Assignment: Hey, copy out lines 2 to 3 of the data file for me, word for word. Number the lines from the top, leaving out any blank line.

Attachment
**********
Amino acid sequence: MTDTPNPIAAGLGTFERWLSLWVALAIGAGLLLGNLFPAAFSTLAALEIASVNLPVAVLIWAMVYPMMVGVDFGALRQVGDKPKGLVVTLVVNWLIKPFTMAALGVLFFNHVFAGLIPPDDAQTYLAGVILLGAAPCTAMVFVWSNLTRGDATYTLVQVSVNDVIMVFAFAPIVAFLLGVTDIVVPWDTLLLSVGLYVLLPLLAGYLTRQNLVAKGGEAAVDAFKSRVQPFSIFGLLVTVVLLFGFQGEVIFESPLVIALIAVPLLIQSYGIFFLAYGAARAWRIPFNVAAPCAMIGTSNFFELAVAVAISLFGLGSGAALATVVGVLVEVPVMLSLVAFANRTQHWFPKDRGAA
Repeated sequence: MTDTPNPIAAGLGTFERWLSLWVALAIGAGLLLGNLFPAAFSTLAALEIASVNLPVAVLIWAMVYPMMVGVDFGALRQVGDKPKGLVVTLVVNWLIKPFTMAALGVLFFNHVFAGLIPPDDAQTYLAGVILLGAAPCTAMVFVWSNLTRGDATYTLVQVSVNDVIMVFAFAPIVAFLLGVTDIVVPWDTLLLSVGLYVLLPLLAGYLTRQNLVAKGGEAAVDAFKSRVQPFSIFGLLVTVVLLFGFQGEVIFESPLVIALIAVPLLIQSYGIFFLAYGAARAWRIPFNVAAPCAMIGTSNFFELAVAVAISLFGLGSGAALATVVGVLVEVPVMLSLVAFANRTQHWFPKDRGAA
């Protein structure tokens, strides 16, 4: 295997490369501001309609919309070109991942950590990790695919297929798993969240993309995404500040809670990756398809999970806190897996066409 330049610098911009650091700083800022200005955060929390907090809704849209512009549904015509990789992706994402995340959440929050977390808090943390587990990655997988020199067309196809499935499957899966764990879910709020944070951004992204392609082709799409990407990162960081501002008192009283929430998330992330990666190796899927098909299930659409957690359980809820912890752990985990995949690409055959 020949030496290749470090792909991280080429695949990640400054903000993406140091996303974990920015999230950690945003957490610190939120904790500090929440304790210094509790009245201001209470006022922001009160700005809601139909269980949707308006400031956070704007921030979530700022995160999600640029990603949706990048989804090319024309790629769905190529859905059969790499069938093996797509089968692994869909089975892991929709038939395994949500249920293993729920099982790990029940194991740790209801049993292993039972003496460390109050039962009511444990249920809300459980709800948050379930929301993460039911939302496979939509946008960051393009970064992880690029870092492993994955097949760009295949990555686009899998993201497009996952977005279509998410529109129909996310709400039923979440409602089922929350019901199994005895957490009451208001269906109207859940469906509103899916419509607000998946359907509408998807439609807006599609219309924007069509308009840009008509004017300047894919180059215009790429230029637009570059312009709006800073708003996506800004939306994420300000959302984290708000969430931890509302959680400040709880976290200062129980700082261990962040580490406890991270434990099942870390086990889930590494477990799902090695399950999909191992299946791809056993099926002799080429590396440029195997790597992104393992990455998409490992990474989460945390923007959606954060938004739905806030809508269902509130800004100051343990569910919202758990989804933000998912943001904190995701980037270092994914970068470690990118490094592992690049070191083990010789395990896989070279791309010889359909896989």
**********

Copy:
Repeated sequence: MTDTPNPIAAGLGTFERWLSLWVALAIGAGLLLGNLFPAAFSTLAALEIASVNLPVAVLIWAMVYPMMVGVDFGALRQVGDKPKGLVVTLVVNWLIKPFTMAALGVLFFNHVFAGLIPPDDAQTYLAGVILLGAAPCTAMVFVWSNLTRGDATYTLVQVSVNDVIMVFAFAPIVAFLLGVTDIVVPWDTLLLSVGLYVLLPLLAGYLTRQNLVAKGGEAAVDAFKSRVQPFSIFGLLVTVVLLFGFQGEVIFESPLVIALIAVPLLIQSYGIFFLAYGAARAWRIPFNVAAPCAMIGTSNFFELAVAVAISLFGLGSGAALATVVGVLVEVPVMLSLVAFANRTQHWFPKDRGAA
């Protein structure tokens, strides 16, 4: 295997490369501001309609919309070109991942950590990790695919297929798993969240993309995404500040809670990756398809999970806190897996066409 330049610098911009650091700083800022200005955060929390907090809704849209512009549904015509990789992706994402995340959440929050977390808090943390587990990655997988020199067309196809499935499957899966764990879910709020944070951004992204392609082709799409990407990162960081501002008192009283929430998330992330990666190796899927098909299930659409957690359980809820912890752990985990995949690409055959 020949030496290749470090792909991280080429695949990640400054903000993406140091996303974990920015999230950690945003957490610190939120904790500090929440304790210094509790009245201001209470006022922001009160700005809601139909269980949707308006400031956070704007921030979530700022995160999600640029990603949706990048989804090319024309790629769905190529859905059969790499069938093996797509089968692994869909089975892991929709038939395994949500249920293993729920099982790990029940194991740790209801049993292993039972003496460390109050039962009511444990249920809300459980709800948050379930929301993460039911939302496979939509946008960051393009970064992880690029870092492993994955097949760009295949990555686009899998993201497009996952977005279509998410529109129909996310709400039923979440409602089922929350019901199994005895957490009451208001269906109207859940469906509103899916419509607000998946359907509408998807439609807006599609219309924007069509308009840009008509004017300047894919180059215009790429230029637009570059312009709006800073708003996506800004939306994420300000959302984290708000969430931890509302959680400040709880976290200062129980700082261990962040580490406890991270434990099942870390086990889930590494477990799902090695399950999909191992299946791809056993099926002799080429590396440029195997790597992104393992990455998409490992990474989460945390923007959606954060938004739905806030809508269902509130800004100051343990569910919202758990989804933000998912943001904190995701980037270092994914970068470690990118490094592992690049070191083990010789395990896989070279791309010889359909896989």